THE UK’S burgeoning shale gas industry will create tens of thousands of jobs and billions of pounds worth of investment across the supply chain, according to a new report set to be published this week.
The study, commissioned by the UK Onshore Operators Group and undertaken by EY, is expected to warn that the country needs to shore up its equipment and staff training to fully capitalise on its potentially lucrative shale gas resources.
It is thought that the report’s findings will be broadly in line with an Institute of Directors (IoD) report – commissioned by Cuadrilla – which was published last year. The IoD report predicted that investment into the UK’s shale gas industry could peak at £3.7bn a year during the peak production phase, supporting 74,000 jobs.
As well as geologists and drilling specialists, this would also include construction workers and people working in local retail and service industries, the report said.
The government has been highly vocal in its support for shale gas, introducing tax breaks for exploration activities and promising benefits for communities hosting the sites. It is hoped that the UK could benefit from a US-style shale gas boom, reducing its reliance on expensive gas imports.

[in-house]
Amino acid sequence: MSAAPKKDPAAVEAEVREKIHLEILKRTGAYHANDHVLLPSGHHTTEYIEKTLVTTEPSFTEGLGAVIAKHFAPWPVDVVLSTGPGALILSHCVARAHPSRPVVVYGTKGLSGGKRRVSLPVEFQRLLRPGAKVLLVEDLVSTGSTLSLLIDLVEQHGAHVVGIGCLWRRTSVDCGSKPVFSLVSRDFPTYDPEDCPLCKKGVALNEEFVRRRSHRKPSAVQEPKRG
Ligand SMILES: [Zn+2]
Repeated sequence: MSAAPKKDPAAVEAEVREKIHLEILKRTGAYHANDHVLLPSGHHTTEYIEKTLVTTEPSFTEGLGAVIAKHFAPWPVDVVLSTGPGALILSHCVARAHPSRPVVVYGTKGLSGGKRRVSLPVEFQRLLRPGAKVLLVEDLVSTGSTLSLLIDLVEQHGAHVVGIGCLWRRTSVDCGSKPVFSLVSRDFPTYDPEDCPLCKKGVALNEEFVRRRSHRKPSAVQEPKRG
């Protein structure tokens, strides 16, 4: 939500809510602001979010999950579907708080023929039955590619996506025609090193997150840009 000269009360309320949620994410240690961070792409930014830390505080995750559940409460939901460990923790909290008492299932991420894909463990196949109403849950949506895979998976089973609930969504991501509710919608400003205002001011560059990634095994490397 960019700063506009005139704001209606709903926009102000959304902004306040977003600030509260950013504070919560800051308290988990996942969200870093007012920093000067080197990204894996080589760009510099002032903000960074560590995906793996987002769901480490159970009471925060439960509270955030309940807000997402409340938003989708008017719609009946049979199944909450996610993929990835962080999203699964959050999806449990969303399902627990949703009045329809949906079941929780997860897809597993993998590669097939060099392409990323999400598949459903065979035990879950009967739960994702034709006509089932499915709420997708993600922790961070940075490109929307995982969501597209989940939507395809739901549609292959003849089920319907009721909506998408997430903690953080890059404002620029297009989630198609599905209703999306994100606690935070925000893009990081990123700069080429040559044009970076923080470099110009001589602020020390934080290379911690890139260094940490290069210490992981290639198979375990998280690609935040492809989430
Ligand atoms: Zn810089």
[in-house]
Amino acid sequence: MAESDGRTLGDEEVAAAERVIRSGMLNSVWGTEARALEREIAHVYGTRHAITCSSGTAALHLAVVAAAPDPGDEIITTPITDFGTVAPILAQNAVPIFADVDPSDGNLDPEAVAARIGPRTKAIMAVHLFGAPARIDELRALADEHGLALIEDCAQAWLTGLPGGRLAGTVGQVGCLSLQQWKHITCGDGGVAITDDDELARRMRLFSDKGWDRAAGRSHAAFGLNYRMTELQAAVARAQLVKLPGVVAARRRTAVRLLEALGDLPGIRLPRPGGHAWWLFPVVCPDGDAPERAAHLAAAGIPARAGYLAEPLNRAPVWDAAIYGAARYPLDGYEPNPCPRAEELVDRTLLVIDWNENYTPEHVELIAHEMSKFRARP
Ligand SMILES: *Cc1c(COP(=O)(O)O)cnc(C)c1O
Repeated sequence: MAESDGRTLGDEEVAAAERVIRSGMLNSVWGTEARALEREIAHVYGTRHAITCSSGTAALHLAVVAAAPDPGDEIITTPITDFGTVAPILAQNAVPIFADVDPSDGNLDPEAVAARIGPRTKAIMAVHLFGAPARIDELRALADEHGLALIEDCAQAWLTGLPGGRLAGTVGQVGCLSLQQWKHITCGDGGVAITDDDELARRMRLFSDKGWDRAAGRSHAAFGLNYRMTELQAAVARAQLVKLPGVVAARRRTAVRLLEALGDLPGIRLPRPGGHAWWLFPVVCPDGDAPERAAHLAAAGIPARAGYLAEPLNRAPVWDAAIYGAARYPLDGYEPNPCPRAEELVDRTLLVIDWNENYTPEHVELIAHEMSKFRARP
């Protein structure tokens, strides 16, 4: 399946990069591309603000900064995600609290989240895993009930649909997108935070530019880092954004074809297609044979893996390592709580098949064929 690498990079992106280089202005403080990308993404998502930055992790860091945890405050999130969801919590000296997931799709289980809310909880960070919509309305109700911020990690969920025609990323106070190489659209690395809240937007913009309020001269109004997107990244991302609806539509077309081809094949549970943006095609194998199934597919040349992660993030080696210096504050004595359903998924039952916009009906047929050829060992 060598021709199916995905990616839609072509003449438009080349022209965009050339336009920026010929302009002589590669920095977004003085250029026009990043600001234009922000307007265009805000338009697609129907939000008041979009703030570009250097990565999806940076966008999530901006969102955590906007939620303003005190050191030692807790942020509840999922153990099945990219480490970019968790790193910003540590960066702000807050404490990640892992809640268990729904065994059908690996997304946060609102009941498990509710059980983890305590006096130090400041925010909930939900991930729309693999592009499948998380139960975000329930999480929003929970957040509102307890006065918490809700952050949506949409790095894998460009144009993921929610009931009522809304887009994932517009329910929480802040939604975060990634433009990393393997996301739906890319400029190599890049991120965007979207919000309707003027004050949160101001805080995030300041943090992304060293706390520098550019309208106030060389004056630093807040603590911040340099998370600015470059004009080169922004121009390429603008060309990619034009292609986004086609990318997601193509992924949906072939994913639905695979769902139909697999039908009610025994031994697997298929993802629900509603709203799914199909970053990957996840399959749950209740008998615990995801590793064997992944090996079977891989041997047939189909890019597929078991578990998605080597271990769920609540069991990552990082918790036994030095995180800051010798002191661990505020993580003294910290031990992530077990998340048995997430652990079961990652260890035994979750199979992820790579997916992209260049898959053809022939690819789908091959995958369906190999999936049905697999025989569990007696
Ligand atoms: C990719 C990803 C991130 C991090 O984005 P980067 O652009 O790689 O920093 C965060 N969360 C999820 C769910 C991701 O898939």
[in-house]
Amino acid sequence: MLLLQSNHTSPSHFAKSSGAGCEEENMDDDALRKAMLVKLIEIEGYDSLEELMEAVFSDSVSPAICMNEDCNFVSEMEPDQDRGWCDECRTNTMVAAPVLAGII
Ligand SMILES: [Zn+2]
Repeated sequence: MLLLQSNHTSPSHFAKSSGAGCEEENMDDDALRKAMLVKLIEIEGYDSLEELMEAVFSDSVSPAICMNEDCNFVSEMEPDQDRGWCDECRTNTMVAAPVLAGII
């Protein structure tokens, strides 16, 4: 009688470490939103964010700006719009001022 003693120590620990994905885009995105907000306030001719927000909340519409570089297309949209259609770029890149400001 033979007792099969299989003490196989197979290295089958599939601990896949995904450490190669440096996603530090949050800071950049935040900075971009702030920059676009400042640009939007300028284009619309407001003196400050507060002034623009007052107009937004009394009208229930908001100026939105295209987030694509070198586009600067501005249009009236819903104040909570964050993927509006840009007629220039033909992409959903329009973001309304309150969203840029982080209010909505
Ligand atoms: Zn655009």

But preliminary exploration activities by energy firms Cuadrilla and IGas have attracted protesters.
Environmental campaigners are opposed to the controversial hydraulic fracturing – or fracking – technique used to extract shale gas, which some claim causes earth tremors.
The British Geological Survey (BGS) has separately undertaken a report into shale gas resources in the Weald and Wessex basins in southern England, which was expected to be published this spring.
A BGS spokesperson confirmed to City A.M. that the report had been completed but said its publication date would be decided by the government.
A Department of Energy and Climate Change spokesperson declined to comment on a date.